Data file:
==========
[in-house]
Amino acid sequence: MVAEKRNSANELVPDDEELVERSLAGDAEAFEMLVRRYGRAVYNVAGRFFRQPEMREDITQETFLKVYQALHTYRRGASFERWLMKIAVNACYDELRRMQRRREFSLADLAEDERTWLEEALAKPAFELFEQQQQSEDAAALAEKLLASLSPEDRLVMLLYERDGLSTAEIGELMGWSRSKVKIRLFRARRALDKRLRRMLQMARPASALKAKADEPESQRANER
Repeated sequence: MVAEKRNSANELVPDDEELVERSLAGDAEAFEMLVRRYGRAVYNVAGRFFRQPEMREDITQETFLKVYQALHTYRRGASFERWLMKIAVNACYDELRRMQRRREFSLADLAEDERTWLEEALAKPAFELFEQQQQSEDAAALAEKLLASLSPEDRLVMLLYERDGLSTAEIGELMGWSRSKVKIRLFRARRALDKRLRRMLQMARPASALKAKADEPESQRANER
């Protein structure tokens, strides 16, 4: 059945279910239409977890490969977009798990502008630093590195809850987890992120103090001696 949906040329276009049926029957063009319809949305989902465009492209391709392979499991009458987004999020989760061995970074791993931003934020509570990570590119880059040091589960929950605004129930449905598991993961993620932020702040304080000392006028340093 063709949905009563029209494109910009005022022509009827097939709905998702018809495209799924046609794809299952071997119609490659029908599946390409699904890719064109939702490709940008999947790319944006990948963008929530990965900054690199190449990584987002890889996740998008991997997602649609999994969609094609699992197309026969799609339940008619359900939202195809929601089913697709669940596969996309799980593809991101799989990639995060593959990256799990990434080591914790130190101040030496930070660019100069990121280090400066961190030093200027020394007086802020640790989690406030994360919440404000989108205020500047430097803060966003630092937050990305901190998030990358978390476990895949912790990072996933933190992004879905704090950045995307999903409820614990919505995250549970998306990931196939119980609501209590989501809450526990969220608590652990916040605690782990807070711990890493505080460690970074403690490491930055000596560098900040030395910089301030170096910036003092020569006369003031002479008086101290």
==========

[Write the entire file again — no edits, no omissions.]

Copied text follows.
[in-house]
Amino acid sequence: MVAEKRNSANELVPDDEELVERSLAGDAEAFEMLVRRYGRAVYNVAGRFFRQPEMREDITQETFLKVYQALHTYRRGASFERWLMKIAVNACYDELRRMQRRREFSLADLAEDERTWLEEALAKPAFELFEQQQQSEDAAALAEKLLASLSPEDRLVMLLYERDGLSTAEIGELMGWSRSKVKIRLFRARRALDKRLRRMLQMARPASALKAKADEPESQRANER
Repeated sequence: MVAEKRNSANELVPDDEELVERSLAGDAEAFEMLVRRYGRAVYNVAGRFFRQPEMREDITQETFLKVYQALHTYRRGASFERWLMKIAVNACYDELRRMQRRREFSLADLAEDERTWLEEALAKPAFELFEQQQQSEDAAALAEKLLASLSPEDRLVMLLYERDGLSTAEIGELMGWSRSKVKIRLFRARRALDKRLRRMLQMARPASALKAKADEPESQRANER
């Protein structure tokens, strides 16, 4: 059945279910239409977890490969977009798990502008630093590195809850987890992120103090001696 949906040329276009049926029957063009319809949305989902465009492209391709392979499991009458987004999020989760061995970074791993931003934020509570990570590119880059040091589960929950605004129930449905598991993961993620932020702040304080000392006028340093 063709949905009563029209494109910009005022022509009827097939709905998702018809495209799924046609794809299952071997119609490659029908599946390409699904890719064109939702490709940008999947790319944006990948963008929530990965900054690199190449990584987002890889996740998008991997997602649609999994969609094609699992197309026969799609339940008619359900939202195809929601089913697709669940596969996309799980593809991101799989990639995060593959990256799990990434080591914790130190101040030496930070660019100069990121280090400066961190030093200027020394007086802020640790989690406030994360919440404000989108205020500047430097803060966003630092937050990305901190998030990358978390476990895949912790990072996933933190992004879905704090950045995307999903409820614990919505995250549970998306990931196939119980609501209590989501809450526990969220608590652990916040605690782990807070711990890493505080460690970074403690490491930055000596560098900040030395910089301030170096910036003092020569006369003031002479008086101290």